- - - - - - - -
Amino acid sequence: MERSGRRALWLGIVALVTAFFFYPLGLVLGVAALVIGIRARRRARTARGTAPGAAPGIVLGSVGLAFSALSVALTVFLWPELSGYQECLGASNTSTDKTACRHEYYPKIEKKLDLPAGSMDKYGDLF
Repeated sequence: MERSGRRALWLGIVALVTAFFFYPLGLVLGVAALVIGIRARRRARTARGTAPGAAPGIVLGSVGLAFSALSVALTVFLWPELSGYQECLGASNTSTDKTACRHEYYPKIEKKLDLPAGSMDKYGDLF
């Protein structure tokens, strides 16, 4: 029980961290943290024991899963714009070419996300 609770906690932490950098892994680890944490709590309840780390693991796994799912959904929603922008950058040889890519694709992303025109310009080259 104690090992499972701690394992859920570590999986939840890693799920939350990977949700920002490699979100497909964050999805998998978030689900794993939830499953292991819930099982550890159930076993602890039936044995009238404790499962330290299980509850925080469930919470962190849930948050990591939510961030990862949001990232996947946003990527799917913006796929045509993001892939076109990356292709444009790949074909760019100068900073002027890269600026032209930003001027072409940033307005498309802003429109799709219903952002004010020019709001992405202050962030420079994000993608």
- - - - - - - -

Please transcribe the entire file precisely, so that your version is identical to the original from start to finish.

Amino acid sequence: MERSGRRALWLGIVALVTAFFFYPLGLVLGVAALVIGIRARRRARTARGTAPGAAPGIVLGSVGLAFSALSVALTVFLWPELSGYQECLGASNTSTDKTACRHEYYPKIEKKLDLPAGSMDKYGDLF
Repeated sequence: MERSGRRALWLGIVALVTAFFFYPLGLVLGVAALVIGIRARRRARTARGTAPGAAPGIVLGSVGLAFSALSVALTVFLWPELSGYQECLGASNTSTDKTACRHEYYPKIEKKLDLPAGSMDKYGDLF
């Protein structure tokens, strides 16, 4: 029980961290943290024991899963714009070419996300 609770906690932490950098892994680890944490709590309840780390693991796994799912959904929603922008950058040889890519694709992303025109310009080259 104690090992499972701690394992859920570590999986939840890693799920939350990977949700920002490699979100497909964050999805998998978030689900794993939830499953292991819930099982550890159930076993602890039936044995009238404790499962330290299980509850925080469930919470962190849930948050990591939510961030990862949001990232996947946003990527799917913006796929045509993001892939076109990356292709444009790949074909760019100068900073002027890269600026032209930003001027072409940033307005498309802003429109799709219903952002004010020019709001992405202050962030420079994000993608």